CTRL + F: Opens the ” find” or search tool in applications.
CTRL + S: Saves your file.
CTRL + Mouse scroll wheel: Zooms your view in and out.
CTRL + P: Brings up the Print menu.
CTRL +Home I CTRL +End: Moves your cursor to the beginning or end of a document.
CTRL + TAB: Switch between tabs in a browser.
AL T + TAB: Quickly switch between your open programs.
Windows + D: Minimize all programs and show the Desktop.
Windows + E: Open Windows Explorer.
Windows+ L: Lock your computer.

What you should know about the Heartbleed Bug

A recently discovered flaw in certain versions of Open SSL, known as the “Heartbleed bug,” has recently caught the attention of most of the Inter-net. Essentially, this flaw meant that web traffic using HTTPS connections, which were previously assumed to be encrypted and safe, could be exploited to retrieve the data being transferred (including usernames and passwords, credit card numbers, and other sensitive data). Many news reports and security advisories have been issued about this flaw, so you may be wondering what the implications are for you.

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As with any major security flaw or breach, hardware and software companies began working to disable or correct the flaw as soon it was discovered. To date, there has been only one confirmed case of a hacker exploiting the flaw to compromise information, but there is also no way to tell for certain whether hackers were aware of the exploit or were using it to access information prior to the flaw becoming public knowledge.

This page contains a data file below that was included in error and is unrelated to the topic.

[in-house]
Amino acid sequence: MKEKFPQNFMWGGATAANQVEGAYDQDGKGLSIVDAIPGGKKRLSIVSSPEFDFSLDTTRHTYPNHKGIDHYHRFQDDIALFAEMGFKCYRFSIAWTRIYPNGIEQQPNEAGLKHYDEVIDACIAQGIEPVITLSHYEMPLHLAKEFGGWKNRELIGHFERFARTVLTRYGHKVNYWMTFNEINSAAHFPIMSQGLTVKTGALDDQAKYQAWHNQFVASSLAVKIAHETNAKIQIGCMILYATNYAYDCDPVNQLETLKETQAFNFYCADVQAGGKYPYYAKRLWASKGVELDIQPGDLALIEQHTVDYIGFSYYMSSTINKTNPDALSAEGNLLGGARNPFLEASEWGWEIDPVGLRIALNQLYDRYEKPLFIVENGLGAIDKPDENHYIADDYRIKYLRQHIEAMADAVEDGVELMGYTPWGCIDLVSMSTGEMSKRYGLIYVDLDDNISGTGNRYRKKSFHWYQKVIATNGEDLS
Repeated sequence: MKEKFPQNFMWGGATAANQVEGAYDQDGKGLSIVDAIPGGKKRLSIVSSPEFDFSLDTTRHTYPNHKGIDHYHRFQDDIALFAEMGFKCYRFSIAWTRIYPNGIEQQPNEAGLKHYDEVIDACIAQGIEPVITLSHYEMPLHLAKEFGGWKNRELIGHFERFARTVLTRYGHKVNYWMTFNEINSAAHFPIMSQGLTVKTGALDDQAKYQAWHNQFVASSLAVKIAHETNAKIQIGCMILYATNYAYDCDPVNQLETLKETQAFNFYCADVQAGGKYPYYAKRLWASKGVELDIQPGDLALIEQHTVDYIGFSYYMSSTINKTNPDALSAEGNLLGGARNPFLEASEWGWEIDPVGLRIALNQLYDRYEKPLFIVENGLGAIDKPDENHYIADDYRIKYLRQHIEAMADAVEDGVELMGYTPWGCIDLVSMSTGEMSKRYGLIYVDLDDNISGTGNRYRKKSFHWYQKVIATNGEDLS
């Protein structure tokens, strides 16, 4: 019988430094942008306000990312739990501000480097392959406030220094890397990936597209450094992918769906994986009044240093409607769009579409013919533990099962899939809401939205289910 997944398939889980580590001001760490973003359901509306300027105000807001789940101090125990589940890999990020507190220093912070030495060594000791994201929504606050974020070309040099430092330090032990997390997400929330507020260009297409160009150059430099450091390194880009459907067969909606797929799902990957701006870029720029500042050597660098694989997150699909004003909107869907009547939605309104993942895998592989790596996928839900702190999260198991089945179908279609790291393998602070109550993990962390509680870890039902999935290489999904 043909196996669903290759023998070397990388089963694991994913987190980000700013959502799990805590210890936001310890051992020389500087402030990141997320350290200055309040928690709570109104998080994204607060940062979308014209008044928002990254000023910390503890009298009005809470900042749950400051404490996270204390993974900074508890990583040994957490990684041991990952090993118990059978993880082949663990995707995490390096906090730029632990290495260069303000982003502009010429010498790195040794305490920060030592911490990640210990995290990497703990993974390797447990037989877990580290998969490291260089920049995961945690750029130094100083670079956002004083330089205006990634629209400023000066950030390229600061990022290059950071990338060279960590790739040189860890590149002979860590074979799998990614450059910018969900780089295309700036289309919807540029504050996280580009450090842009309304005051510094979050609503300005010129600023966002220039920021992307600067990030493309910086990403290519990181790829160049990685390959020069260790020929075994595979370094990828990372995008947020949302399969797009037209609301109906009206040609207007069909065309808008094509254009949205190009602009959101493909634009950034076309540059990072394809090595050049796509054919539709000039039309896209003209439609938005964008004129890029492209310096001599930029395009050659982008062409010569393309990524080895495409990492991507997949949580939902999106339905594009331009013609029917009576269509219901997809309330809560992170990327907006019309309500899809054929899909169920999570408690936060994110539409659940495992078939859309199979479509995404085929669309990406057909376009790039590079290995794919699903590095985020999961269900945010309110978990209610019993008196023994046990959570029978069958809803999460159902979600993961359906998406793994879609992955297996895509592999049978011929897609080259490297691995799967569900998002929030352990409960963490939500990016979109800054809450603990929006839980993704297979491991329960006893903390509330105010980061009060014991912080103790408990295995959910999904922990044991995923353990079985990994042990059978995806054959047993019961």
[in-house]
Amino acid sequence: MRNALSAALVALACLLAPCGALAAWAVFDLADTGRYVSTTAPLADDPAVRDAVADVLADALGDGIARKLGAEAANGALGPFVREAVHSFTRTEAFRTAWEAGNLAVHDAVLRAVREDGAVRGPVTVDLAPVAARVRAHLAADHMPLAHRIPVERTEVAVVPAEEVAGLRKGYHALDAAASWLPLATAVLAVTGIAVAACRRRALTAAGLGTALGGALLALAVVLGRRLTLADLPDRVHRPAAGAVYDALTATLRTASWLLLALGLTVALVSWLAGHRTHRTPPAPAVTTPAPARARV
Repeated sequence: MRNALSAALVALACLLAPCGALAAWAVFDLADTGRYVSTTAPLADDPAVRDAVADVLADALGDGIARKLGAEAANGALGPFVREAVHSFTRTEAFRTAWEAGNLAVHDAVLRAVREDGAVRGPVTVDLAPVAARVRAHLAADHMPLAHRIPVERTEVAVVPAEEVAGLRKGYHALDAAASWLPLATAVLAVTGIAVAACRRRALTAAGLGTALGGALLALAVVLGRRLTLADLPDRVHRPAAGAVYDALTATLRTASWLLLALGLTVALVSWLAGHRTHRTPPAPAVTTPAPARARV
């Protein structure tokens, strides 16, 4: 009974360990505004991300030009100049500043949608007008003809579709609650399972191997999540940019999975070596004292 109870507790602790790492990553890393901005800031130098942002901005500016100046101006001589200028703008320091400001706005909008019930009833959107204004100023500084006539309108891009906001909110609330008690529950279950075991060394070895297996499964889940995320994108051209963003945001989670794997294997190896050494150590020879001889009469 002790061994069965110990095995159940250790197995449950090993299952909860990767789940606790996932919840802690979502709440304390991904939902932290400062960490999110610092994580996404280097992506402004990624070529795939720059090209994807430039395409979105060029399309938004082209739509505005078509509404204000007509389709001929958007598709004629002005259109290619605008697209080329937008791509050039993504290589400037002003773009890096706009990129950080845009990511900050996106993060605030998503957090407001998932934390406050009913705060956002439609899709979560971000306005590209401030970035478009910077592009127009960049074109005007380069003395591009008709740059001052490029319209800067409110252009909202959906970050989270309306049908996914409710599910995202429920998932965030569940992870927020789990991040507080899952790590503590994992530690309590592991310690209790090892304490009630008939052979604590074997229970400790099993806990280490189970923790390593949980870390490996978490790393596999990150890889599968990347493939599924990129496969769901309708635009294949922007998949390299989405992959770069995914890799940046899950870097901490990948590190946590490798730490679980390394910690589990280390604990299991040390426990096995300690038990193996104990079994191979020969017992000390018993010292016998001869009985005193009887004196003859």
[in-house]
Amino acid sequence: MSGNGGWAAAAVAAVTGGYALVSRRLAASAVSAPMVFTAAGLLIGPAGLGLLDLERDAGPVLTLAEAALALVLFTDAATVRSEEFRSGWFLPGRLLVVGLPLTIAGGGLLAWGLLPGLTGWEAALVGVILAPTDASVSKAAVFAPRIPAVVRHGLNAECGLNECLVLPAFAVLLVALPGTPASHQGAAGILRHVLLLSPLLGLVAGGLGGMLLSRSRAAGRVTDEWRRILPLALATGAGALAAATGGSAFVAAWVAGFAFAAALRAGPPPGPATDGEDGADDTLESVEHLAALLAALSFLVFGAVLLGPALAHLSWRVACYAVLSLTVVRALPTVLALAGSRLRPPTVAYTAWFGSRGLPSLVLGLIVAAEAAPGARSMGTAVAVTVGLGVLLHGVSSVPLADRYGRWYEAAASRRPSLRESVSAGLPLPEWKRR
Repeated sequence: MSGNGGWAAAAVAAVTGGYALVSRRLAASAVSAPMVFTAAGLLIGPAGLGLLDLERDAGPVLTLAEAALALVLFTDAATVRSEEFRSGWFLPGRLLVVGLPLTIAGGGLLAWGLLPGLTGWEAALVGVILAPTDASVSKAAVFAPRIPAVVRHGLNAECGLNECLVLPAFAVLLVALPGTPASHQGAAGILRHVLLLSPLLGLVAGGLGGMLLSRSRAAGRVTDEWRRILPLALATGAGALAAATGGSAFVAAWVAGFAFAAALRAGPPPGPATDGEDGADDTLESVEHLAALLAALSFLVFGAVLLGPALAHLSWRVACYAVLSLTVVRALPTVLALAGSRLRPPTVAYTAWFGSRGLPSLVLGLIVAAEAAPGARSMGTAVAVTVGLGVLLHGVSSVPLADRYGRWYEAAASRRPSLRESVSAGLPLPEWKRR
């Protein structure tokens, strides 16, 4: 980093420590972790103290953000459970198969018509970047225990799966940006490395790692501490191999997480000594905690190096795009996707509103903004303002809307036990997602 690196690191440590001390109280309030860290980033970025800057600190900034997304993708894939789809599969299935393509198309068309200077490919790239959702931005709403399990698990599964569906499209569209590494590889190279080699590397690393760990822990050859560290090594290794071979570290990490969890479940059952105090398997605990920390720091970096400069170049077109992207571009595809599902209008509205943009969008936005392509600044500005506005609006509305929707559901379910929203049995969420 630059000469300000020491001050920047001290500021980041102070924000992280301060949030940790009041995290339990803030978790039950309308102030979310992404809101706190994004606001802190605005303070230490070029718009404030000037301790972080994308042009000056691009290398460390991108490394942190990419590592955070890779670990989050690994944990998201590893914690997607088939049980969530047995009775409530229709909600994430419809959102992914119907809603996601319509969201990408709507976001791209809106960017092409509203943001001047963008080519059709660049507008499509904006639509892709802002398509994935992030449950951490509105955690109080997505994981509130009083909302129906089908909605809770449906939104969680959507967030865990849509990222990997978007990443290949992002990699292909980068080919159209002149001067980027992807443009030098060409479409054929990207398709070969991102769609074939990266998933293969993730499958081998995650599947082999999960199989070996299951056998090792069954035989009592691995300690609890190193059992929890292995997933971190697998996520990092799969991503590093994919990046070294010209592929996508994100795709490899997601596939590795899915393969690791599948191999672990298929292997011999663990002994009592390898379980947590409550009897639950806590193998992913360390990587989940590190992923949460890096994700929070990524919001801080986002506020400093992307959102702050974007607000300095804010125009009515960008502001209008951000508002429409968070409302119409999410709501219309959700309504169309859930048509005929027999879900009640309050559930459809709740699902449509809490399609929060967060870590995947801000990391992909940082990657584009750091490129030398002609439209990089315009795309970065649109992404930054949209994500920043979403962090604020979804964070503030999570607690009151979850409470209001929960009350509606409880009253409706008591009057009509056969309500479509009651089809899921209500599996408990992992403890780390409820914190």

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Many popular websites (such as Yahoo, Google, etc.) were affected by the vulnerability, and now that these services have been patched or updated, there have been many advisories urging users to change passwords. For our clients that host their own email server, or who have a website utilizing any kind of login feature, we strongly recommend checking with M&H Consulting to re-view whether those web services were vulnerable to this flaw, and whether or not that vulnerability still exists. As with any security threat, the most important ways to prevent being affected are to keep all systems and equipment up to date with the latest patches & updates, and to change passwords where appropriate.

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For our regular maintenance (“Tech For a Day”) clients, we are taking care of these issues during our prescheduled visits; however, we can also proactively update systems sooner, if there is a concern and our next scheduled visit isn’t for some time. While the real world impact of this particular threat has been minimal so far, it is very possible that hackers will develop more efficient ways to exploit out of date systems as time goes on.

Regarding passwords, we recommend that all of our clients use secure passwords that are rotated frequently (usually between one to four times per year, depending on the size of the office, the types of data handled, and other factors that might elevate or lower risk). We do recommend changing passwords, simply because that is always the best way to keep your information secure. A secure password is typically defined as having seven or more characters, including at least 1 upper and 1 lowercase letter, as well as 1 number and 1 symbol.

If you have questions about your current passwords or password policy, or your exposure as it relates to the Heartbleed vulnerability, please contact us at support@mhconsults.com and we can help you determine what should be changed or updated at this time.